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Hi All,

New to this forum so hoping this post finds all well and in the right place.

After some advice regarding the purchasing of a new home during the COVID-19 pandemic and looming UK recession.

My wife and I have recently (Feb 2020) reserved a home with a UK house builder and are now in the process of signing legal docs etc. In total, we are already invested around £10,000 in the property which is essentially made up from plot reservation fees, property upgrades, mortgage products fees, legals fees etc. but have not yet exchanged contracts or paid our deposit.

With a UK recession and downturn in the housing market inevitable, we find ourselves in a difficult position. Do we continue with the purchase of our home? Back out of the deal and hope the house price will be reduced and plot still available? Or trying to renegotiate the asking price? The latter would be the ideal option for us but we are pessimistic that the builder would ever entertain this idea. We have also read that builders are inclined to pull out of sales even if such questions are asked of them.

Has anyone else found themselves in the same position? Is the exception that new home prices will also drop during this house crash? Has anyone else tried to renegotiation to new home builders?

Any input/advice would be much appreciated. Thank you in advance. 

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Drop out. Builder won't have done your extras so can't charge you for those. 

You probably only put down a reservation fee of £ 1000. 

So just cut your losses and walk away. 

(If you had to pay more than £1000 for the mortgage offer that's a clear sign you've over-stretched financially. )

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There was a new build estate near me that was completed in late 2007. The prices paid were IRO of £190-220k back then.They now sell for £160k and some people have made financial commitments that they will never recover from (some have sold, crystallising losses of £80-90k!)

I don't know enough information about you or the house/area you are buying into but ffs be careful and think whether you need the house or want the house.

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You’ve come to a website call HPC to ask this question ? I think the fact you’re here answers your own question and you’re simply looking for confirmation. We don’t have enough facts to help really but if it helps you someone saying so then yes, run away!

Or maybe at least try speaking with the builder saying you’ve been furloughed or had a Covid pay cut and can’t afford it anymore and ask if they can help with a small reduction. Only you can make these decisions though. Sorry you find yourself in this difficult position.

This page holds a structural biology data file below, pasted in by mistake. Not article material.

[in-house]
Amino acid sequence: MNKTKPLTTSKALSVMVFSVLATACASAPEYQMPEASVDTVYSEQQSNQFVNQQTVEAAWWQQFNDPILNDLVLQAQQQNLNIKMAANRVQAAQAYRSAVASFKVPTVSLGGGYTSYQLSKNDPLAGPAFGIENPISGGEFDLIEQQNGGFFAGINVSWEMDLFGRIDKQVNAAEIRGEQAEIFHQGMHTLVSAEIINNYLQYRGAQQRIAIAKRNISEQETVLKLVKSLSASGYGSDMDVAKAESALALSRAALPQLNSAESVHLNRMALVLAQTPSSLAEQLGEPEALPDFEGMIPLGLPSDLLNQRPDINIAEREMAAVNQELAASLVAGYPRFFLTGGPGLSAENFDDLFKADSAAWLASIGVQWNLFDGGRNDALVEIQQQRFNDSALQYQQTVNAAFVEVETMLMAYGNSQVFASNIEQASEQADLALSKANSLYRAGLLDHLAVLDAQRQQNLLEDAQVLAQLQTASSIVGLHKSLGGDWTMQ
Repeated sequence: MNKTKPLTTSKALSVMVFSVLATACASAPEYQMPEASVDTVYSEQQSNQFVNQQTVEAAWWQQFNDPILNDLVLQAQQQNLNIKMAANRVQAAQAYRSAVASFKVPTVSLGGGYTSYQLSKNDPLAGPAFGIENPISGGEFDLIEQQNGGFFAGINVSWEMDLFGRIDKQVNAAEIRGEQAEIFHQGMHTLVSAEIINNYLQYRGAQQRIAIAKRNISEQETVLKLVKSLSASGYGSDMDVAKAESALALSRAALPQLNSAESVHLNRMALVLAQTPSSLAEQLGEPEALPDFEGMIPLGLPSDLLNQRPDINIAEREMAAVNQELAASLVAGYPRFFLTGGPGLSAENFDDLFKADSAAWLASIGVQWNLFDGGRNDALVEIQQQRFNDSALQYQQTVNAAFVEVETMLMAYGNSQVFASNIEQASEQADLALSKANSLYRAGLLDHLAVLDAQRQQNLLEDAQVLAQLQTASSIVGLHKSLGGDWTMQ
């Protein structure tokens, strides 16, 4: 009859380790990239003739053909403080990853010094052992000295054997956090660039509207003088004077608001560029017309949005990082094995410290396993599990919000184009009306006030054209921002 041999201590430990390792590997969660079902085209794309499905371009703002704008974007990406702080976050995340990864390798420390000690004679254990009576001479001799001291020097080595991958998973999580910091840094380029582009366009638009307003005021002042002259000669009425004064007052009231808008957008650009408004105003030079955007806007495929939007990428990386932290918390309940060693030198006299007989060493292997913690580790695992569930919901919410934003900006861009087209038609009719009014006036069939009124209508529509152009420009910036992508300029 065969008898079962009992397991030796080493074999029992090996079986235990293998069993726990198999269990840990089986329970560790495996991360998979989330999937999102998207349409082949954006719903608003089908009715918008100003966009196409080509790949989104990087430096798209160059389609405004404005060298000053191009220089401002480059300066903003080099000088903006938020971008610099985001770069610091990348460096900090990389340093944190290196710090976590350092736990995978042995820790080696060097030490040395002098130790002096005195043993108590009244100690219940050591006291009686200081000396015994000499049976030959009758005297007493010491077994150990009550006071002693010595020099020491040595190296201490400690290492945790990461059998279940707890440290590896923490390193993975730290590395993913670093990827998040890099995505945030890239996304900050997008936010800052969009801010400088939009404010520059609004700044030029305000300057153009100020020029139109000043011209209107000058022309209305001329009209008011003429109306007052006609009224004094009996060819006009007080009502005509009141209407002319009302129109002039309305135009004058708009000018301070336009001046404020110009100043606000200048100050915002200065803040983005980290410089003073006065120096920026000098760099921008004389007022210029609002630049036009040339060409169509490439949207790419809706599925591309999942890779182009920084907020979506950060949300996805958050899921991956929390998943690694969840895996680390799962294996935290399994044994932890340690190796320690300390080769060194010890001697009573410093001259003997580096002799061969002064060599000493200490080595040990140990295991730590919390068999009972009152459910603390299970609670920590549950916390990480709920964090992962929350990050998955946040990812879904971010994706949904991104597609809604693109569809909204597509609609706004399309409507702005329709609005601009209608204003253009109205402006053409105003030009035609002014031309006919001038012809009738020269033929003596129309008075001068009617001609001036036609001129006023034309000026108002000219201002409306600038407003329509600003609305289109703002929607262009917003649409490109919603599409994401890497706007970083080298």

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New homes are like new cars: there is always a depreciation once you own it, because they are not new anymore.

This effect is more noticeable as HTB pushes up the prices.

If you want more accuracy instead of generalities post the link of the development and the price you're buying at.

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The chances are that you would be better of withdrawing. Is it likely that the price will increase in the next 2 years?

But, go ahead providing:

  • You are buying a home and not an investment
  • You can still afford the monthly repayments on half your combined income
  • And this remains true if interest rates rise to 8% (for example)
  • You would be happy to have to stay for 20 years
  • You are fixing your mortgage rate for the longest possible duration
  • Your repayment term is as short as possible
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On 5/16/2020 at 10:58 PM, simon2 said:

New homes are like new cars: there is always a depreciation once you own it, because they are not new anymore.

This effect is more noticeable as HTB pushes up the prices.

If you want more accuracy instead of generalities post the link of the development and the price you're buying at.

That’s a fairly recent phenomena. Years gone by inflation would quickly bring prices up. However, with limited inflation at the lower end buying new has the potential to put you in immediate negative equity! Add to that the build quality is more often than not dreadful. Without help to buy I think the builders would be in trouble.

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1 hour ago, MarkD said:

Without help to buy I think the builders would be in trouble.

No I don't think they would. HTB is an incentive, so they could change their behaviour if it was to be taken away.

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1 hour ago, MarkD said:

That’s a fairly recent phenomena. Years gone by inflation would quickly bring prices up. However, with limited inflation at the lower end buying new has the potential to put you in immediate negative equity! Add to that the build quality is more often than not dreadful. Without help to buy I think the builders would be in trouble.

Yes, this is correct. Although the builders margins are so wide and their profits so big, HTB is merely a bonus rather than being anything threatening. 

Very few new builds I have seen saw a sale straight away after completion, in the previous London environment price inflation even after a year or two would negate any new build premium.

Looking at some ex-new developments I am quite surprised how few transactions go through, despite seeing them on sale regularly.